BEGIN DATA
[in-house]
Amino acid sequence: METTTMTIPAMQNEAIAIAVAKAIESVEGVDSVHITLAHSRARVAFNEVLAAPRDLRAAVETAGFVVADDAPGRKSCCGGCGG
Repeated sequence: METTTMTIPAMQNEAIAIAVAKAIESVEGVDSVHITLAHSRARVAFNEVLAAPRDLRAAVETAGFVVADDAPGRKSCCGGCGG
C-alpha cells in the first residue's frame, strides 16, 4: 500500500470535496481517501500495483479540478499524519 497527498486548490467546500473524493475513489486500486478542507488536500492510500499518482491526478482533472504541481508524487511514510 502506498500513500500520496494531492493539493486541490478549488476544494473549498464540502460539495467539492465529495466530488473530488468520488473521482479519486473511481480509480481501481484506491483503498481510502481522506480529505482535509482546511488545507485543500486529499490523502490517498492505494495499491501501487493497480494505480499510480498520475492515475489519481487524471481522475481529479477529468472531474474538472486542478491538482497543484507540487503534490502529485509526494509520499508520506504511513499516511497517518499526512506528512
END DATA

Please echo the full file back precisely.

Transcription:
[in-house]
Amino acid sequence: METTTMTIPAMQNEAIAIAVAKAIESVEGVDSVHITLAHSRARVAFNEVLAAPRDLRAAVETAGFVVADDAPGRKSCCGGCGG
Repeated sequence: METTTMTIPAMQNEAIAIAVAKAIESVEGVDSVHITLAHSRARVAFNEVLAAPRDLRAAVETAGFVVADDAPGRKSCCGGCGG
C-alpha cells in the first residue's frame, strides 16, 4: 500500500470535496481517501500495483479540478499524519 497527498486548490467546500473524493475513489486500486478542507488536500492510500499518482491526478482533472504541481508524487511514510 502506498500513500500520496494531492493539493486541490478549488476544494473549498464540502460539495467539492465529495466530488473530488468520488473521482479519486473511481480509480481501481484506491483503498481510502481522506480529505482535509482546511488545507485543500486529499490523502490517498492505494495499491501501487493497480494505480499510480498520475492515475489519481487524471481522475481529479477529468472531474474538472486542478491538482497543484507540487503534490502529485509526494509520499508520506504511513499516511497517518499526512506528512